# Incremental isoconversional method

This a simple implementation of the incremental isoconversional method described in our paper (see ref. 1 in the list of **related publications**).
It is a 32-bit command-line program written in Fortran 90. The program performs orthogonal
distance fitting of isoconversional data to a regression model defined as
$$\beta=\int_{T_{i}}^{T_{i+1}}\frac{dT}{A\cdot\exp(E/RT)},$$
where $\beta$ is the (constant) heating rate, $T_i$ and $T_{i+1}$ are the temperatures corresponding
to conversion levels $\alpha_i$ and $\alpha_{i+1}$ respectively. There are two parameters
estimated — the activation energy (*E*) and the preexponential factor combined
with the conversion function as
$$A=\frac{F(\alpha_{i+1})-F(\alpha_i)}{A_k}.$$
Here, $A_k$ it the "real" preexponential factor of the Arrhenius equation $k(T)=A_k\exp(-E/RT)$
and $F$ is the antiderivate to the conversion function $f(\alpha)$.

Alternatively, the data can also be fitted to a model based on non-arrhenian temperature function (also known as the Berthelot—Hood function): $$k(T)=A\exp(DT)$$ In this case, the regression model is defined as $$T_{i+1} = \frac{1}{D}\ln\left[AD\beta+\exp(DT_i)\right]$$ where $A$ and $D$ are the non-arrhenian kinetic parameters.

## Input file

The program reads the data from an input file named `input.txt`

. The input file should be formatted as follows:

```
0.0250 0.0500 0.0750 ...
4. 158.33 202.30 225.72 ...
6. 163.93 207.09 230.41 ...
8. 168.68 211.92 235.09 ...
12. 173.58 216.85 240.25 ...
16. 177.41 220.58 243.62 ...
... ... ... ... ...
```

The **first line** contains the conversion levels at which the isoconversional temperatures were evaluated. The values are not used for any calculation;
they are only supplied for easier navigation in the resulting kinetic parameters. The **first column** contains the heating rates (in °C/min) at which the conversion was
measured. The rest of the entries are the isoconversional temperatures (in °C) evaluated at corresponding conversion level and heating rate.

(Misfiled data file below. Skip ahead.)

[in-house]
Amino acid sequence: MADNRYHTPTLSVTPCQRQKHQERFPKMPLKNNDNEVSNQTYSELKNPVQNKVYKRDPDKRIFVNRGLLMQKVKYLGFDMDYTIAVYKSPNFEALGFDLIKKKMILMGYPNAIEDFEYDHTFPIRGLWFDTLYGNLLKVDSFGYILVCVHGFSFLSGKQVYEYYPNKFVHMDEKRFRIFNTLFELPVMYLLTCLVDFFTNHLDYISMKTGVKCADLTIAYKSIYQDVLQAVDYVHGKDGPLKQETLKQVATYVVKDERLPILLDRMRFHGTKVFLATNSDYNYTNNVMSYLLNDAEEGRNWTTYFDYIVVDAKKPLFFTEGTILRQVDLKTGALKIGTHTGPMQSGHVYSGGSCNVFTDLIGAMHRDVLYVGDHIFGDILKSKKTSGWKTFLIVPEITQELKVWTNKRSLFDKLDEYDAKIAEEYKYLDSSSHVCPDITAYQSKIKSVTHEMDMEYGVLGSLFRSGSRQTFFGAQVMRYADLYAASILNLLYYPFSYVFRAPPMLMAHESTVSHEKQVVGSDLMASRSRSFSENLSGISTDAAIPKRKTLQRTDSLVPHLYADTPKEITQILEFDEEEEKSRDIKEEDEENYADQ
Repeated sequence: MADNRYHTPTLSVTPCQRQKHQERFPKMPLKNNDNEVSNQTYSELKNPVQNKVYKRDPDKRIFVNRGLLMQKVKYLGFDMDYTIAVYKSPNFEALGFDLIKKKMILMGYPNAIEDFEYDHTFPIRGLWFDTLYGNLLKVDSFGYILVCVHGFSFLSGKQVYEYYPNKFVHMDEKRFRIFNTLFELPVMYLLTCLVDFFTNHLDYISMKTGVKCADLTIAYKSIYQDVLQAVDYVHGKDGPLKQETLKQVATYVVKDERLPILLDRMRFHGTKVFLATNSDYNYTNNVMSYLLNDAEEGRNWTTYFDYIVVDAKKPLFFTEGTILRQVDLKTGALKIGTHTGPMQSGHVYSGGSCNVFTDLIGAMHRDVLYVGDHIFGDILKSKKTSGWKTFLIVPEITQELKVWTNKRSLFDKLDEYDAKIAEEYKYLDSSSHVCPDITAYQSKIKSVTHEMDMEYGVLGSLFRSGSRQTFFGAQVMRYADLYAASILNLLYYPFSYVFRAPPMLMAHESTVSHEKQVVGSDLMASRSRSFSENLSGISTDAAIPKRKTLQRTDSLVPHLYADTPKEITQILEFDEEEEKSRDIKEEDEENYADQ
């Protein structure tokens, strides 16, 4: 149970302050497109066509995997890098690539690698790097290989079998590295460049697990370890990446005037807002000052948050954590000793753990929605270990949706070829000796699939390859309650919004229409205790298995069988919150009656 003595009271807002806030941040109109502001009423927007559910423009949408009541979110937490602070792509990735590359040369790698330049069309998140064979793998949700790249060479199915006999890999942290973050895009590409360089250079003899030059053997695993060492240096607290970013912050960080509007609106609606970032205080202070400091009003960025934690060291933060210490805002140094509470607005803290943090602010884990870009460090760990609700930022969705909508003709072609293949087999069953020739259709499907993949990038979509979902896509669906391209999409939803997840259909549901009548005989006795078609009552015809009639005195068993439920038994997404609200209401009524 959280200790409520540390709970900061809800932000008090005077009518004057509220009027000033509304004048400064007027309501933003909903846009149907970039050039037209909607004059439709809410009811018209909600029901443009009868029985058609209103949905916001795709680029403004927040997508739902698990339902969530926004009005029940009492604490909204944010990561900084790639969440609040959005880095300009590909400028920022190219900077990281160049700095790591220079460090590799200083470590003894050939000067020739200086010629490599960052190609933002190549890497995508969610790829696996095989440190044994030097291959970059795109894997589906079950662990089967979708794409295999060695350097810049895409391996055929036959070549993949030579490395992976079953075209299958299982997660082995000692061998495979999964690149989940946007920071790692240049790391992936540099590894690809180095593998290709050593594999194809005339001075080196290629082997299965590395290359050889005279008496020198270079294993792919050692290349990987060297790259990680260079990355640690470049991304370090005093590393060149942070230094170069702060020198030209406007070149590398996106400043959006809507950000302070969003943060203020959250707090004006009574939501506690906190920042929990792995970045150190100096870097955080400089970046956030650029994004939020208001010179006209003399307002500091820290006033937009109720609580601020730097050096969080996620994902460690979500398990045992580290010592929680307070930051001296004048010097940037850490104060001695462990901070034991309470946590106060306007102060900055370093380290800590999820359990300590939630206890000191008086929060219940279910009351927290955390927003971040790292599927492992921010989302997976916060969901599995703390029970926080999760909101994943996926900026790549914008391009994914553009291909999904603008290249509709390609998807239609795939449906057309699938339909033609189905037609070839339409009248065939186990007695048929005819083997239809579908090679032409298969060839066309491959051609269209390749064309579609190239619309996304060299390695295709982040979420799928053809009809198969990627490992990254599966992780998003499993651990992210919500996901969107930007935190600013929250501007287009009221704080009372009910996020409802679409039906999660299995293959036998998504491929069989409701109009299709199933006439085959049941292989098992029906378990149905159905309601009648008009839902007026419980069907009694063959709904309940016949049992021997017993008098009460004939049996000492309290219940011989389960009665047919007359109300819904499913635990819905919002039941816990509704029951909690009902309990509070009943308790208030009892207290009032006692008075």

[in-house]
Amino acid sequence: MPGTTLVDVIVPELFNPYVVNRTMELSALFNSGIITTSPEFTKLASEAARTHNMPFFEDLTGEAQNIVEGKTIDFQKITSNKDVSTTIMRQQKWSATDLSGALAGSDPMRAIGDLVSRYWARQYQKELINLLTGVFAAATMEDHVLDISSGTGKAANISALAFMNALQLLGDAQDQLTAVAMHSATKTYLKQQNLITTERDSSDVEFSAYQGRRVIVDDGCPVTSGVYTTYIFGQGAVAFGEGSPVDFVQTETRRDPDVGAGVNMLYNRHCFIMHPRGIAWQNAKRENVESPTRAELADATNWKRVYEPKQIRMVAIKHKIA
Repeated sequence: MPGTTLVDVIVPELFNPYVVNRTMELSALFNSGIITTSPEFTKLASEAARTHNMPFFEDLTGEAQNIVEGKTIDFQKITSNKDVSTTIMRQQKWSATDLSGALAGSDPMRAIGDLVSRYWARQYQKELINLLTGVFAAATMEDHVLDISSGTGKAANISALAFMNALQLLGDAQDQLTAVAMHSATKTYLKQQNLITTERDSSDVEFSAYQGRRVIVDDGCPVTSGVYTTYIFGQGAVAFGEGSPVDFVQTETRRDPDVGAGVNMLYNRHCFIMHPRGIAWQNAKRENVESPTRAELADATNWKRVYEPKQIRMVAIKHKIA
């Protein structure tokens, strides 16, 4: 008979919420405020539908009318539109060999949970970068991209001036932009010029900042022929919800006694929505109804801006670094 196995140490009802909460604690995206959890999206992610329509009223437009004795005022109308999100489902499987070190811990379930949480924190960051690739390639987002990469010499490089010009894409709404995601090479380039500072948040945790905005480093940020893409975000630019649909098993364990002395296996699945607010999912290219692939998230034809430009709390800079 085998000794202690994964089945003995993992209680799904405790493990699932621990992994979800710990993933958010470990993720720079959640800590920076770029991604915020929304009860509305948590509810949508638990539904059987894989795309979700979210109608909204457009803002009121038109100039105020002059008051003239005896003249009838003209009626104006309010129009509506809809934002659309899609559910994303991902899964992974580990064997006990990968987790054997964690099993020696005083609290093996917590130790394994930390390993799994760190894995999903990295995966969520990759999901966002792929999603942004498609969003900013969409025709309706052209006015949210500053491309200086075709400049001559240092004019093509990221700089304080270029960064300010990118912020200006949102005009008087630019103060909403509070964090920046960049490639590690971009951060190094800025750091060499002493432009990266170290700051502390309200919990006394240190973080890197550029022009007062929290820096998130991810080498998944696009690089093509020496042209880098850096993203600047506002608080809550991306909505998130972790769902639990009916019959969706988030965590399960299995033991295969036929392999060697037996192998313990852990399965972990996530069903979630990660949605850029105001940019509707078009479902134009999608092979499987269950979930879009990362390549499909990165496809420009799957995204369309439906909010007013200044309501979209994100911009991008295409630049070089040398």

## Parameter initialization

The optimization routine is an iterative process based on the Newton method. The program requires starting values of the kinetic parameters. This is done automatically using linear regression. Applying the trapezoidal rule to the regression model above we obtain: $$\ln\left(\frac{\beta}{T_{i+1}-T_i}\right)=\ln\frac{1}{A}-\frac{E}{R}\cdot\frac{2}{T_i+T_{i+1}},$$ which can be handled as a simple linear regression model.

## Output

The program automatically calculates the parameters for all conversion levels supplied in the input file. The on-screen output should read:

```
1 0.6403E-14 145481.41 0.8386912350E+04 0.61E+04
2 0.7320E-15 144535.43 0.2766101674E+03 0.97E+03
3 0.4262E-15 144501.70 0.1590469265E+01 0.50E+02
4 0.2256E-14 137802.00 0.5759198034E+00 0.51E+01
5 0.1504E-14 139410.34 0.5405388440E+00 0.16E+00
6 0.1479E-14 139476.90 0.5404884149E+00 0.22E-03
7 0.1479E-14 139477.00 0.5404884147E+00 0.18E-07
***********************************************************
Conversion = 0.02500 -- 0.05000
A = 0.1479E-14 0.16E-14
E = 139477.0 4312.1
***********************************************************
```

The table of iterations contains several columns, from left to right: iteration counter, A (min), E (J/mol), total sum of squares (the objective function),
and its current gradient ($L_2$-norm). The last three lines contain the conversion range in which the parameters were calculated and, finally, the optimized
values of parameters with their standard errors. In addition to the on-screen output, a simplified output file named `output.txt`

is created.
It should have the following structure:

```
Conversion range A S.E. E (kJ/mol) S.E.
0.02500 -- 0.05000 0.1479E-14 0.16E-14 139.48 4.31
0.05000 -- 0.07500 0.7654E-16 0.89E-16 157.99 4.85
0.07500 -- 0.10000 0.3823E-17 0.49E-17 175.11 5.54
....... -- ....... .......... ........ ...... ....
```